|Areas in red in this map have the highest chance|
of seeing very severe thunderstorms and maybe
a few tornadoes today.
The exciting batch of weather if anything is going to intensify as the weather system causing the storms slides southeast through the Great Lakes, Ohio Valley and into the Southeast.
This is a classic so-called "Ring of Fire" severe weather outbreak.
This refers to a common mid-summer weather setup in which a hot high pressure system sets up, in this case over the southern Plains. Around the northern periphery of these heat ridges, a ring of thunderstorms often sets up.
That's the "Ring of Fire" I talked about.
Sometimes on the northern or northereastern most part of the Ring of Fire, a particularly nasty batch of storms develops. Often, this becomes a derecho that races east or southeast into the United States.
I don't know if this case will result in a derecho, but as of early Monday morning, it looks like the severe storms were maybe organizing into one in Wisconsin. If this develops it wil race southeastward into Illinois, Indiana and a good chunk of the Ohio River Valley.
A should step back and define a derecho. The official definition is that it's an intense line of storms that covers a distance of at least 250 miles, and inclues wind gusts of at least 58 mph along most of its lentgth, and has several, well separated gusts of at least 75 mph.
It's not unheard of to get reports of winds gusting to 110 or 120 mph in parts of some derechos.
A lot of us weather geeks and bloggers are reluctant to use the term "derecho" in advance of one because when you use the "D" word, it becomes the subject of a lot of media hype. After all, derechos are worse, more widespread and cause more damage than a typical, usually smaller line of severe summer storms.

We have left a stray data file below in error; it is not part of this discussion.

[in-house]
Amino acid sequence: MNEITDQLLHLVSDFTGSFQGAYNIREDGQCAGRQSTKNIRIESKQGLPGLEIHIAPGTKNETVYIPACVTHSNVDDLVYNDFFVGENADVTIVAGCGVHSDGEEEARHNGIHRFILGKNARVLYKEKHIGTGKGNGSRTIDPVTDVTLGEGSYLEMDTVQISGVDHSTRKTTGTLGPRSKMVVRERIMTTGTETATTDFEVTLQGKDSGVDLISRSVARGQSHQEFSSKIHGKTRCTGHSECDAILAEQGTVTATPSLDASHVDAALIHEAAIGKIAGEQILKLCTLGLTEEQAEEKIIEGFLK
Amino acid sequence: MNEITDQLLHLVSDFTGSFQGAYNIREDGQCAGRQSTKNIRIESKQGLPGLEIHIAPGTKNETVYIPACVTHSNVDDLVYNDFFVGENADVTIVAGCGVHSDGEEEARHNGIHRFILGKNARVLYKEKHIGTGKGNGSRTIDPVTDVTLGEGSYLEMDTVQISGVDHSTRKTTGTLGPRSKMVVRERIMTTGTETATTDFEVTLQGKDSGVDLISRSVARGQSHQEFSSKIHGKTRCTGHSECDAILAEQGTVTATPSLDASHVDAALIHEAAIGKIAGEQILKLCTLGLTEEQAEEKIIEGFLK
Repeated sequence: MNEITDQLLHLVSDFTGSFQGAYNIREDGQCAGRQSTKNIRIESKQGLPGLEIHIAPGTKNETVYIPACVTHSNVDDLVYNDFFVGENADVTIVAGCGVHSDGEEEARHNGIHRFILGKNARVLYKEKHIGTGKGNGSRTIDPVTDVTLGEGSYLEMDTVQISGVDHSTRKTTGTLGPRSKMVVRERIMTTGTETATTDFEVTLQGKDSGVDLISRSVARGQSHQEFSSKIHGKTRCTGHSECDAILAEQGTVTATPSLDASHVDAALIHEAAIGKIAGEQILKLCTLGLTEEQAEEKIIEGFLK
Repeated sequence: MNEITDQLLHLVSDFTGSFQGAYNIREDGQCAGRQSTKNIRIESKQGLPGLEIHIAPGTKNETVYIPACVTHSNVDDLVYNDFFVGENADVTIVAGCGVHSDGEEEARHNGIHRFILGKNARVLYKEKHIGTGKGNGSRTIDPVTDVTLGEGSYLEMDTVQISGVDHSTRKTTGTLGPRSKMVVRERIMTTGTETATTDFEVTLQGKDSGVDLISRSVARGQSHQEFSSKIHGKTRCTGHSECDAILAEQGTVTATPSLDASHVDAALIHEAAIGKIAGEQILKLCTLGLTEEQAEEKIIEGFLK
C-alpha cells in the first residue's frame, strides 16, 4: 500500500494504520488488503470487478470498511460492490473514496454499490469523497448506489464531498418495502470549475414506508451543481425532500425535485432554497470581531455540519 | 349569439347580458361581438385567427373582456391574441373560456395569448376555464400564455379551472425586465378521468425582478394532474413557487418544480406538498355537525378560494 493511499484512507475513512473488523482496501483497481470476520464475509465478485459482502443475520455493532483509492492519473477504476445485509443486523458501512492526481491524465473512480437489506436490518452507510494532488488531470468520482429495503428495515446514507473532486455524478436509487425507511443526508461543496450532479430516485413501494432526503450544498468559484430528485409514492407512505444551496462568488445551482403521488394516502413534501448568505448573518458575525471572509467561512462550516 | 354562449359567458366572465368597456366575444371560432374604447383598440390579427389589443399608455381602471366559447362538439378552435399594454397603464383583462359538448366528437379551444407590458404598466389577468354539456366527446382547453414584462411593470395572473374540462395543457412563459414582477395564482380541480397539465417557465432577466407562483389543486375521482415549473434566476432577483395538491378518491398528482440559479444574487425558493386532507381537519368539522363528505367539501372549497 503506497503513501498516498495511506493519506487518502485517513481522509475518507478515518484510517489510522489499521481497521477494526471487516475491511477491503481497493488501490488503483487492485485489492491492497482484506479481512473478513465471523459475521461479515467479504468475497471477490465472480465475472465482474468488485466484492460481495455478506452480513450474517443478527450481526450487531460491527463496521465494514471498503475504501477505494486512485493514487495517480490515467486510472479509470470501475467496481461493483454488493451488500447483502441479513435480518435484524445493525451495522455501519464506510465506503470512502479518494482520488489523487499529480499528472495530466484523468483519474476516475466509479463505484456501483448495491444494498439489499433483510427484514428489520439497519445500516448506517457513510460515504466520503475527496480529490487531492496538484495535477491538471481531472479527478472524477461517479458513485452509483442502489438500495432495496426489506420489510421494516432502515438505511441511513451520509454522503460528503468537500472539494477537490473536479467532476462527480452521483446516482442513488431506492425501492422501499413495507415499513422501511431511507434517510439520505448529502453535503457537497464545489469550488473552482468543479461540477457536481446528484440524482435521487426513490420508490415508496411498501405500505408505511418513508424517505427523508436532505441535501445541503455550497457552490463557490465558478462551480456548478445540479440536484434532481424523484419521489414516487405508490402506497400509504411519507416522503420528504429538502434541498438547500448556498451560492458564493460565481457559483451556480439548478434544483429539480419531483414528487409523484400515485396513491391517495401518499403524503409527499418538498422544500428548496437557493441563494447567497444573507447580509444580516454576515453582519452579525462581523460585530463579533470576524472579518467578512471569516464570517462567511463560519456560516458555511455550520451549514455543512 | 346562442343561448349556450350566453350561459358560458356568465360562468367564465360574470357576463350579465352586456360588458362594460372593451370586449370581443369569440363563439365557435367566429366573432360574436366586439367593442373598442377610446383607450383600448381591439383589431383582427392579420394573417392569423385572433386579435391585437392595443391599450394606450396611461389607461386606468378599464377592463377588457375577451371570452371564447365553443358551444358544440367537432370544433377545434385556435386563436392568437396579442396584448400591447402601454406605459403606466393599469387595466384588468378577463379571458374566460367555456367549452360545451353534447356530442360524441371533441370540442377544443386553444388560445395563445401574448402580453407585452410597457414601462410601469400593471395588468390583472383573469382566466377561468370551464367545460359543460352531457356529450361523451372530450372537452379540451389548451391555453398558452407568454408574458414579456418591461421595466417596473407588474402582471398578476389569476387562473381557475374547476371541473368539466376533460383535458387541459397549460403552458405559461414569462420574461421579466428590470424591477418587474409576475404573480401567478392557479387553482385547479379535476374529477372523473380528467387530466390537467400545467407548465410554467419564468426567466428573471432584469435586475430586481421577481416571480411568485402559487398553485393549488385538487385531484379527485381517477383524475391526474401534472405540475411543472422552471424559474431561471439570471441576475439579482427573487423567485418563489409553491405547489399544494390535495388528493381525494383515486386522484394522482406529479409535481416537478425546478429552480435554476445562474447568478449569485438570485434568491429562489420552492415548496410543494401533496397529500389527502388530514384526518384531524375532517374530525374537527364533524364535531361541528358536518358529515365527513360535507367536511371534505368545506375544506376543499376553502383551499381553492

|Damage from a 2009 derecho in Carbondale, Ill.|
But in this case, it looks like there well could be an official derecho today, perhaps already beginning to be underway as of early Monday morning. We'll have to see it it is an official derecho after all is said and done tonight.
By the way, a derecho isn't the only dangerous risk today in the storm zone.
Supercell thunderstorms might get going ahead of the main band, or bands of thunderstorms. These can spin up tornadoes, and the region I've outline for today's severe weather could get a few tornadoes.
One or two of these tornadoes might end up being quite strong, says NOAA's Storm Prediction Center.
Flash flooding is also possible in some of these areas, because the torrential rain associated with the storms will move over areas that have already gotten LOTS of rain this month.
Needless to say, watch out if a derecho gets going. Derechos are very dangerous, because they cover a wide area and often move over heavily populated areas.
One of the most famous recent derechos, in June, 2012 moved from the Great Lakes and Ohio Valley areas into the Mid-Atlantic states. It killed 22 people and cut power to at least 5 million people.
Some derechos can last a very long time. One of the worst was actually a series of derechos in July 1995 that extended from eastern Montana all the way to the New England coast.
One of these derechos crashed through Ontario and then into New York's Adirondacks late one hot night. Winds of 100 mph or more killed at least 5 Adirondack campers, and many more had to be rescued by helicopter as thousands or perhaps even millions of trees toppled in the extreme winds.
That derecho continued on into the Albany Capital District, southern Vermont and other parts of New England, causing widespread damage.
So you see, these things can be nasty. Very nasty.
If you're anywhere in a broad region between Wisconsin and the Carolinas today through tomorrow, keep an eye to the sky and get indoors in a sturdy building at the first sign of storms or if you get a severe thunderstorm warning.
In many cases, these will be much more than the usual garden variety thunderstorms.